Skoda Kodiaq SUV - MPG, running costs & CO2
Smaller, cheaper SUVs and SUV crossovers may be more economical, but the Skoda Kodiaq is a true family wagon with affordable running costs.
Not long ago, if you wanted a large SUV with seven seats like the Skoda Kodiaq, you’d have to face punchy fuel bills. Not so now, as the Kodiaq makes use of the latest efficient engine technology and fuel-saving measures. This means it can return well over 40mpg and won’t cost the earth to tax – despite having seven seats and weighing up to 2.5 tonnes.
It seems a little behind the times that Skoda isn’t offering the Kodiaq as a hybrid or plug-in hybrid, as seen with rivals like the Hyundai Santa Fe and Kia Sorento. These tend to be even cheaper to run, especially for company-car drivers.
Skoda Kodiaq MPG & CO2
The 148bhp diesel officially returns around 50mpg and emits under 150g/km of CO2 with front-wheel drive, an automatic gearbox and seven seats, and the lighter five-seat SE model will be very slightly more efficient. With four-wheel drive this drops to 45mpg (155g/km). The recently updated 197bhp diesel engine gets four-wheel drive as standard, and manages 42mpg and around 175g/km. It’s also only offered on the top three trim levels, so isn’t a cheap option.
If you’re looking at a Kodiaq with the 148bhp 1.5-litre petrol engine, it’s worth noting that it comes with Skoda’s ‘active-cylinder technology’ (ACT), which shuts down two of its four cylinders during gentle cruising to save fuel. This helps it return around 40mpg with CO2 emissions from 150g/km, which are similar figures to the Hyundai Santa Fe hybrid.
All the diesel engines, meanwhile, use ‘selective catalytic reduction’ (SCR) to reduce harmful emissions. This means high-mileage drivers may need to top up with AdBlue between services. Most modern diesel engines now use this system; you can read more about AdBlue in our advice article on the subject.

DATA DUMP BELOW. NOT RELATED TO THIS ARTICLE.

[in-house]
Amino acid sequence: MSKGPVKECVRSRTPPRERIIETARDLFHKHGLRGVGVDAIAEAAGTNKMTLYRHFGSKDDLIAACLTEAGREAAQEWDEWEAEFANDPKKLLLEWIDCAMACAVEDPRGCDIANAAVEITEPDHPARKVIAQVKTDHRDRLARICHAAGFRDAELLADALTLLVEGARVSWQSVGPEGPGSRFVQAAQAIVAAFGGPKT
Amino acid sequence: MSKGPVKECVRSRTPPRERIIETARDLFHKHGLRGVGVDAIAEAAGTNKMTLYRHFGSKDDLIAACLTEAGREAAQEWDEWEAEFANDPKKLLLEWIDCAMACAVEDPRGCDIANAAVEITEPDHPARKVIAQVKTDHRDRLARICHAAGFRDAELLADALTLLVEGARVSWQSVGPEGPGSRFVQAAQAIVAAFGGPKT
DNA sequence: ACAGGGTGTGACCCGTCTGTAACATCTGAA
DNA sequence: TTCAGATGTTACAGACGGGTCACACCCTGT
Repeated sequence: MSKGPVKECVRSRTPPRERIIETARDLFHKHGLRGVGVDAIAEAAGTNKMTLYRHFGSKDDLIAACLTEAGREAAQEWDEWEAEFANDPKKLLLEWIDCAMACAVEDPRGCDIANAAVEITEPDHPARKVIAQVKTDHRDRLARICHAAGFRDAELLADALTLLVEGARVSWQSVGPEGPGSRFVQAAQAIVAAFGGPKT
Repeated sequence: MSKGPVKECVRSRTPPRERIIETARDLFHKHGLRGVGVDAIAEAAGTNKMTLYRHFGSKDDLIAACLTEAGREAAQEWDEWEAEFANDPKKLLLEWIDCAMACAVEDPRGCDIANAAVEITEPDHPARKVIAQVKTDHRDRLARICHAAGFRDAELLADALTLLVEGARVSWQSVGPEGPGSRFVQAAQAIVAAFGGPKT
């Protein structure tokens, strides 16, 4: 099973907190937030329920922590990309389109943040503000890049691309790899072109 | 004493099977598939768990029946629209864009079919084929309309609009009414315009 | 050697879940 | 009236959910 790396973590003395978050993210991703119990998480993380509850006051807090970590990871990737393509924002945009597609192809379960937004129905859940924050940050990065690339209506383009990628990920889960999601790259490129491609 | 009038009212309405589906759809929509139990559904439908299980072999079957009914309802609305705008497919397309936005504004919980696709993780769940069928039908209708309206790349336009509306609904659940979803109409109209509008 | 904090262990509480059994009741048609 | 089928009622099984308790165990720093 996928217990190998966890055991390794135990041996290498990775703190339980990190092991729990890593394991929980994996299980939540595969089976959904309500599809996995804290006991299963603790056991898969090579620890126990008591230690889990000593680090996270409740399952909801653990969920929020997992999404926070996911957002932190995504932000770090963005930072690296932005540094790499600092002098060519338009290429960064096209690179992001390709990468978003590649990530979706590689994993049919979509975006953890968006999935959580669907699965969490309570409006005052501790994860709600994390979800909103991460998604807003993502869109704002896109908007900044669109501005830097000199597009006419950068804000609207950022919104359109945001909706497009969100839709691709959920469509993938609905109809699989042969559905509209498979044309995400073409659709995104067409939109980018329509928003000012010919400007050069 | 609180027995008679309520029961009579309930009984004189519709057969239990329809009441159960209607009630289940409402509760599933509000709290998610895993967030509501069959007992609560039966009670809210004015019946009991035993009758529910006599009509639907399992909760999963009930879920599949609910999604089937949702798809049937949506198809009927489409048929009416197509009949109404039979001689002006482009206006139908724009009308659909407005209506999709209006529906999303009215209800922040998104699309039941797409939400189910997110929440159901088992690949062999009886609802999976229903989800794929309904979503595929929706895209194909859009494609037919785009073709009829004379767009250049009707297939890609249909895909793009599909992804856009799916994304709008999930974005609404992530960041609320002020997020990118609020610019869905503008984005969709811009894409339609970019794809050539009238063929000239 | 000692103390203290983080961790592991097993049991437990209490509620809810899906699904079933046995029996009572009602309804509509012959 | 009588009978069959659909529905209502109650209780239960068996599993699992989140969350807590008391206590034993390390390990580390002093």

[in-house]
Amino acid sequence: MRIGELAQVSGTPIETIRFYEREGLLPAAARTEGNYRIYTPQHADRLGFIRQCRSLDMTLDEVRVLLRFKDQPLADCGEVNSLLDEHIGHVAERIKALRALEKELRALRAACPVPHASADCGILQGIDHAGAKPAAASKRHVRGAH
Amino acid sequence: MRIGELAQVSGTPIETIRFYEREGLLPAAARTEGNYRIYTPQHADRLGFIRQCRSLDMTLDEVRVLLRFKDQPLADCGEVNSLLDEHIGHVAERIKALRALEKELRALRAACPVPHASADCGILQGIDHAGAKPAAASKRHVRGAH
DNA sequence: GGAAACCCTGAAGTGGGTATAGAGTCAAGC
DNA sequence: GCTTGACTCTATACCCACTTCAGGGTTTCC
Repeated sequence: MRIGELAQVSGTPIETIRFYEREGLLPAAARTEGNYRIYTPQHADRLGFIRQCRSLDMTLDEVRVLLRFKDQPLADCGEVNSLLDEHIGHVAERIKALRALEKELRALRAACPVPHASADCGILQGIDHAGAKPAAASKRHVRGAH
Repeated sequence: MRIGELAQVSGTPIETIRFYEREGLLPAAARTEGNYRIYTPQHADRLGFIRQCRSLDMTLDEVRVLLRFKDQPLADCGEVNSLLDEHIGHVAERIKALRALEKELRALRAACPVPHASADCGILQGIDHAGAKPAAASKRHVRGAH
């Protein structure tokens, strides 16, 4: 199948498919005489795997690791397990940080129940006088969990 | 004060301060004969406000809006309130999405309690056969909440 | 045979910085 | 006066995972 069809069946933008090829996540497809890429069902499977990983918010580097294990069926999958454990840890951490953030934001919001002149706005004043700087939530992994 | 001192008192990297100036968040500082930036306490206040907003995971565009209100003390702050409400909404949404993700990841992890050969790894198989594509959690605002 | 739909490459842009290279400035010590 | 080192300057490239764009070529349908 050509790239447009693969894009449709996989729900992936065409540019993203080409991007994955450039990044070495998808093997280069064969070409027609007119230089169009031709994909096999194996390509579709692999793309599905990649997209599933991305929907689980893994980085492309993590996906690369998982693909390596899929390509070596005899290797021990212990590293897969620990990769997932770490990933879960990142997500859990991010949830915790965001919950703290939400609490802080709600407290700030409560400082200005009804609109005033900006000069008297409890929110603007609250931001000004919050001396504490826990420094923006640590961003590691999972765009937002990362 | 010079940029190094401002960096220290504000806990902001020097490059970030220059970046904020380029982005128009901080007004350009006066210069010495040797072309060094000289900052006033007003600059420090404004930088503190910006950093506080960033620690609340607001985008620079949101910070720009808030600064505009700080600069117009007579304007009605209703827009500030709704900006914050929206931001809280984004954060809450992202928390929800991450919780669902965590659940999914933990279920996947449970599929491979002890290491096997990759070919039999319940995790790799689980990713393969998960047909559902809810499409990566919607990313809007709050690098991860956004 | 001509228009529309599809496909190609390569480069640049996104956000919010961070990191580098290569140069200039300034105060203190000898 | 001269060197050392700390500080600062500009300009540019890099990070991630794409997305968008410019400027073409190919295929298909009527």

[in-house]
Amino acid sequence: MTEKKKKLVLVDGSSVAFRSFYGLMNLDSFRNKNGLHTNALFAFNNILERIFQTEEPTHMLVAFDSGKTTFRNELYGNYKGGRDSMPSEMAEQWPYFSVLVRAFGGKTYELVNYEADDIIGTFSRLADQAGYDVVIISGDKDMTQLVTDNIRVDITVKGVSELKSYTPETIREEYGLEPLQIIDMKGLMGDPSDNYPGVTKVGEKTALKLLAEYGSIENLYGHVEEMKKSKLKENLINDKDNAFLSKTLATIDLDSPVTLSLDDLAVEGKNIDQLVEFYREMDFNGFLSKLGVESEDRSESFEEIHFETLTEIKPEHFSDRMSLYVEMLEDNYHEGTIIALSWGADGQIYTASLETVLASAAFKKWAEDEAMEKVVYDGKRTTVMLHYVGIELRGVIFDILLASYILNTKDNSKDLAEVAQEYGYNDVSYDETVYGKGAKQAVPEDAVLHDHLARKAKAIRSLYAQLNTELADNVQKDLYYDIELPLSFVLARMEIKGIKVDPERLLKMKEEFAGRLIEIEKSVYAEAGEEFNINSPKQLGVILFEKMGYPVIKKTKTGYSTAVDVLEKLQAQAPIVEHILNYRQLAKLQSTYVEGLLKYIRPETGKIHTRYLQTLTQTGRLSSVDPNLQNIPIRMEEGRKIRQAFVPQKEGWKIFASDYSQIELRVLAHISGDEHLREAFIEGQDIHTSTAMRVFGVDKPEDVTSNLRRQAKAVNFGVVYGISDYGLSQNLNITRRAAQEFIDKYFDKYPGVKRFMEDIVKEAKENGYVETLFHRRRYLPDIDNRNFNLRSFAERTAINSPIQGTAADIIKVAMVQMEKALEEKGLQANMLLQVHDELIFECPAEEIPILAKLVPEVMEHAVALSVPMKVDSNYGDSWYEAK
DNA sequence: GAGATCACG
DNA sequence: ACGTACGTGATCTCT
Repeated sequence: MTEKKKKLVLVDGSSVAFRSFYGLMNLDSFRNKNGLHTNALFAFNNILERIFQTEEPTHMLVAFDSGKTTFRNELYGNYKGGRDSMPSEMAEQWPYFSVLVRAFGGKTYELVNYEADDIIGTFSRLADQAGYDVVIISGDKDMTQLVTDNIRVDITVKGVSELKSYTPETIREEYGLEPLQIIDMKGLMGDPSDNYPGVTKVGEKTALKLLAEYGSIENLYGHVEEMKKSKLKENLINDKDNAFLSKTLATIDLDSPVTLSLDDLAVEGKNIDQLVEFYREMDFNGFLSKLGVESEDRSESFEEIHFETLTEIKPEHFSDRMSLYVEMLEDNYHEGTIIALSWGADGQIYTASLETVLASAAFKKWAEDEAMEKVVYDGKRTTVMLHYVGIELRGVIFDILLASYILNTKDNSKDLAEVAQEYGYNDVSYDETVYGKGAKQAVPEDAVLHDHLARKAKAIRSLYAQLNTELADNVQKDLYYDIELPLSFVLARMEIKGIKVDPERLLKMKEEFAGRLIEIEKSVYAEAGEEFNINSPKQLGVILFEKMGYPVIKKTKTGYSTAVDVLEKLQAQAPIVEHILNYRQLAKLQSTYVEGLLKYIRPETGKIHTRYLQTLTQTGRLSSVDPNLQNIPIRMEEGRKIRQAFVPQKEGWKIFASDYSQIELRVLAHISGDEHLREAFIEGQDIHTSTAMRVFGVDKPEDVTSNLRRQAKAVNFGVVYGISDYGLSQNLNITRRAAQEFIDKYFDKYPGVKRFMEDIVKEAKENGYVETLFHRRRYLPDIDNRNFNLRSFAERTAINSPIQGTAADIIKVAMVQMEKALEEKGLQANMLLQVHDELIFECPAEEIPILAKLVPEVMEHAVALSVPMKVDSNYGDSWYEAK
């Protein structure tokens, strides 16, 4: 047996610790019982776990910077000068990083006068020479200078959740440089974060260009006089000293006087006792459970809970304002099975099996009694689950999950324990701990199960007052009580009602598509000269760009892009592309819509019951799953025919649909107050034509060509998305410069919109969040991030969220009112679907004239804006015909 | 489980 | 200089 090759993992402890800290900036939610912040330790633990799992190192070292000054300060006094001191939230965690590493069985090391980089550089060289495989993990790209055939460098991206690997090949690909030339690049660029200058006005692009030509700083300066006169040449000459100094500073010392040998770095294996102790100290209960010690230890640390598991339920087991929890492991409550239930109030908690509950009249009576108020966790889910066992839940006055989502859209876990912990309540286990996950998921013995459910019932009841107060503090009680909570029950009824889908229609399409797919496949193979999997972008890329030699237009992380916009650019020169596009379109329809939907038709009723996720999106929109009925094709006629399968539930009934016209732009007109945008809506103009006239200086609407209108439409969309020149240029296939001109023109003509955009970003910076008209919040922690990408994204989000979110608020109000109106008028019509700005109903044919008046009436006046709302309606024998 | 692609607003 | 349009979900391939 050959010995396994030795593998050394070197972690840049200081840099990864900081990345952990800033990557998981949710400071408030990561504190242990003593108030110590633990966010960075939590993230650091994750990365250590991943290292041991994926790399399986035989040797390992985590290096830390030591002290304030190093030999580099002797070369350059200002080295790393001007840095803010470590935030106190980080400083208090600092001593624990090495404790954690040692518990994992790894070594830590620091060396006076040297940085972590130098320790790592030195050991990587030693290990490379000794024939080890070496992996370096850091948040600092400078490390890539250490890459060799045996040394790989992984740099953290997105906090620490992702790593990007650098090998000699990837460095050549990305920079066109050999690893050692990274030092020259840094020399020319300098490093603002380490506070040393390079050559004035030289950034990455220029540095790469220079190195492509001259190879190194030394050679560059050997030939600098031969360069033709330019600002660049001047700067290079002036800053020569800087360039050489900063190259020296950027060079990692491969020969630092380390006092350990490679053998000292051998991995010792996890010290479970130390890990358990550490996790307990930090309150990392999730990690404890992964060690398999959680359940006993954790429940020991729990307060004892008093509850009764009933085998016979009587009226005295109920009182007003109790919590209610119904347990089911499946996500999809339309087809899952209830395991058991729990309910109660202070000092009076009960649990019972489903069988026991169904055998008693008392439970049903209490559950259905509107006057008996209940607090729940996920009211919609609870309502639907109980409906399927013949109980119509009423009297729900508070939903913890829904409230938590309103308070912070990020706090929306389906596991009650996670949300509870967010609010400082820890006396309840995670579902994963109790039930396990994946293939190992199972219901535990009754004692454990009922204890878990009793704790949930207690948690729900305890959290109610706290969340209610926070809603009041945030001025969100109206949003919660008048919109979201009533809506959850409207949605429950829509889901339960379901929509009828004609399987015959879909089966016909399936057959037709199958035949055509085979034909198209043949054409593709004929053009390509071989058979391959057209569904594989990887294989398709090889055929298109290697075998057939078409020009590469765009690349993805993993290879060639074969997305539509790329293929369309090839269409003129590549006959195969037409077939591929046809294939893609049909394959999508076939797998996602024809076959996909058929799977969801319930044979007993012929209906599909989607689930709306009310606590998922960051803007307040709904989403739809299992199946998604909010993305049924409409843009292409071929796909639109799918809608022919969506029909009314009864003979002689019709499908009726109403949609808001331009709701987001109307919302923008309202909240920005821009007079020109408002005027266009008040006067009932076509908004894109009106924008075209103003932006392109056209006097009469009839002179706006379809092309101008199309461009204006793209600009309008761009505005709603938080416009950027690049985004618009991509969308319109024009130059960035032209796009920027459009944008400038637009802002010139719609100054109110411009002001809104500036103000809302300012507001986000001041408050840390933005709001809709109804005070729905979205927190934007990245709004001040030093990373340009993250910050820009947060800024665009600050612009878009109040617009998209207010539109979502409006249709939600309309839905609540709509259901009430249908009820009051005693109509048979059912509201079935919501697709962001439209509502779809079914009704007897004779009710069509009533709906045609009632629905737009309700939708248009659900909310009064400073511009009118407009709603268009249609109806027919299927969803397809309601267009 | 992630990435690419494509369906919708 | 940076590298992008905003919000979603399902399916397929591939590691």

We’d generally caution against specifying four-wheel drive unless you really need it. The Kodiaq should be competent over moderately rough terrain and the four-wheel-drive system is effective, but it costs about £2,000 and dents fuel economy.
All Kodiaqs cost the standard VED (tax) rate, unless you breach the £40,000 mark, at which point a surcharge takes the cost up for the first five times you renew.
The Kodiaq is pretty affordable to insure, sitting in groups 15-29 out of 50, making it slightly more affordable than the smaller Volkswagen Tiguan.
You can choose to maintain the Kodiaq based on fixed or variable servicing schedules, depending on the sort of journeys you do. If you’re going down the fixed route (recommended for those who drive hard, fast or take lots of short journeys), expect to book the Kodiaq in every year or 10,000 miles. Skoda typically charges around £300 for two years’ worth of maintenance via its service plan.
Skoda’s three-year warranty is decent if unexceptional. There’s no mileage cap for the first two years, while the third year has a 60,000-mile limit. Extended warranties will be available to purchase, should you want extra reassurance.